Stupid ads tell donors not to give

Stupid ads

I have arthritis. It sucks. But it could be a lot worse.

Not too long ago, someone who had my type of arthritis for as long as I’ve had it would not be able to type, walk, play a musical instrument, or many other activities. Thanks to treatment, I can do those things.

I’m deeply grateful to the researchers and medical professionals who make a reasonable life possible for me and many others — and to the nonprofits that have been supporting that work for so many years. Organizations like Arthritis Society of Canada.

So it pains me (in a distinctly non-arthritic way) to see Stupid visited on a good organization like this. It seems to be an outdoor display ad campaign — Warning, Will Robinson! Danger! Outdoor display ads have not been effective at fundraising for a long time — and here’s one of them:

DontDonate_Amanda_520

There are several other similar ads, urging us not to donate to arthritis, but to “give Cristy a pain-free future” or “Brian the ability to play with his son.”

It’s a strikingly common go-to approach for Brand Experts working on nonprofits to make the message what we don’t do or, in this case, what you shouldn’t do.

Why do they go there so often? Have they seen it work? Ever? Anywhere in advertising, marketing, or anywhere else?

What’s interesting about this is that it’s actually good advice — for arthritis fundraisers. We should always remember that people donate to help people. But it’s a silly thing to say to people you’re hoping will make donations.

If you want to read the oddball, bloviating reasoning behind the campaign, you can find it here:
Arthritis Society ‘turns away’ would-be donors in new campaign
. Their main point is this:

This campaign shifts people’s focus from an abstract idea like ‘arthritis’ to the tangible impact they can have on the lives of real Canadians … who face this relentless, devastating disease every day.

Except that it doesn’t do that. It stays resolutely abstract. The nearest thing they have to a concrete idea in the ad is the word arthritis. Showing photos of people that don’t tell a story about arthritis makes an interesting point. But it’s not a call to action.

Here’s the takeaway: You motivate people to donate by showing them how their values align with your cause and giving them action to take that makes the world better in a way they care about. If you’re giving people a mind puzzle that they have to figure out, you are not raising funds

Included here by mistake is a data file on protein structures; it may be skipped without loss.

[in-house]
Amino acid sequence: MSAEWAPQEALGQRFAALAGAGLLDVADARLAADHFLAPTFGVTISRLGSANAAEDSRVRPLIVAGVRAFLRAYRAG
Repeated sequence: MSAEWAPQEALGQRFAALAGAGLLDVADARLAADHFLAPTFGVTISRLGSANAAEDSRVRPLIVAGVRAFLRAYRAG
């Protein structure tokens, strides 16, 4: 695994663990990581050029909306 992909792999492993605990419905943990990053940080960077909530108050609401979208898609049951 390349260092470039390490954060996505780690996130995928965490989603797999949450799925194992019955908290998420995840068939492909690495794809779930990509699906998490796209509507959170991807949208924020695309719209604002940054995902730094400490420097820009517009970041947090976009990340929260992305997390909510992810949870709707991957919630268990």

That’s navel-gazing. And stupid nonprofit advertising.

More Stupid Nonprofit Ads.


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The future of fundraising is not about social media, online video, or SEM. It’s not about any technology, medium, or technique. It’s about donors. If you need to raise funds from donors, you need to study them, respect them, and build everything you do around them. And the future? It’s already here. More.

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Jeff BrooksJeff Brooks has been serving the nonprofit community for more than 35 years and blogging about it since 2005. He considers fundraising the most noble of pursuits and hopes you’ll join him in that opinion. You can reach him at jeff [at] jeff-brooks [dot] com. More.


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The future of fundraising is not about social media, online video, or SEM. It’s not about any technology, medium, or technique. It’s about donors. If you need to raise funds from donors, you need to study them, respect them, and build everything you do around them. And the future? It’s already here. More.

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Jeff Brooks has been serving the nonprofit community for more than 30 years and blogging about it since 2005. He considers fundraising the most noble of pursuits and hopes you’ll join him in that opinion. You can reach him at jeff [at] jeff-brooks [dot] com.

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